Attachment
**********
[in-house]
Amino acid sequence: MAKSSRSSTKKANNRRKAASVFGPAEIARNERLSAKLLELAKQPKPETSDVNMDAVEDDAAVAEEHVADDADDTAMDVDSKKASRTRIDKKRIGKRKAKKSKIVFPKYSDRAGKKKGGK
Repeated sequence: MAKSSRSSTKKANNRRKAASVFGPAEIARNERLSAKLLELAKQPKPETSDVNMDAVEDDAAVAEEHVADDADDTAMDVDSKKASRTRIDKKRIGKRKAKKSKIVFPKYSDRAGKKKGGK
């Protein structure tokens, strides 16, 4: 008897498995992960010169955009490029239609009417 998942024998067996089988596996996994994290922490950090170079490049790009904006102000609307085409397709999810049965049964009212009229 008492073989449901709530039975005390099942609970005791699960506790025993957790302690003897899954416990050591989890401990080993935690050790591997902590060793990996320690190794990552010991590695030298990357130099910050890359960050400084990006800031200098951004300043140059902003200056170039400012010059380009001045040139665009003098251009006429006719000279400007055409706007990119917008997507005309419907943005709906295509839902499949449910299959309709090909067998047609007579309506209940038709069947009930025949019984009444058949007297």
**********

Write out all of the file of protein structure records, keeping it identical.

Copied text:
[in-house]
Amino acid sequence: MAKSSRSSTKKANNRRKAASVFGPAEIARNERLSAKLLELAKQPKPETSDVNMDAVEDDAAVAEEHVADDADDTAMDVDSKKASRTRIDKKRIGKRKAKKSKIVFPKYSDRAGKKKGGK
Repeated sequence: MAKSSRSSTKKANNRRKAASVFGPAEIARNERLSAKLLELAKQPKPETSDVNMDAVEDDAAVAEEHVADDADDTAMDVDSKKASRTRIDKKRIGKRKAKKSKIVFPKYSDRAGKKKGGK
């Protein structure tokens, strides 16, 4: 008897498995992960010169955009490029239609009417 998942024998067996089988596996996994994290922490950090170079490049790009904006102000609307085409397709999810049965049964009212009229 008492073989449901709530039975005390099942609970005791699960506790025993957790302690003897899954416990050591989890401990080993935690050790591997902590060793990996320690190794990552010991590695030298990357130099910050890359960050400084990006800031200098951004300043140059902003200056170039400012010059380009001045040139665009003098251009006429006719000279400007055409706007990119917008997507005309419907943005709906295509839902499949449910299959309709090909067998047609007579309506209940038709069947009930025949019984009444058949007297």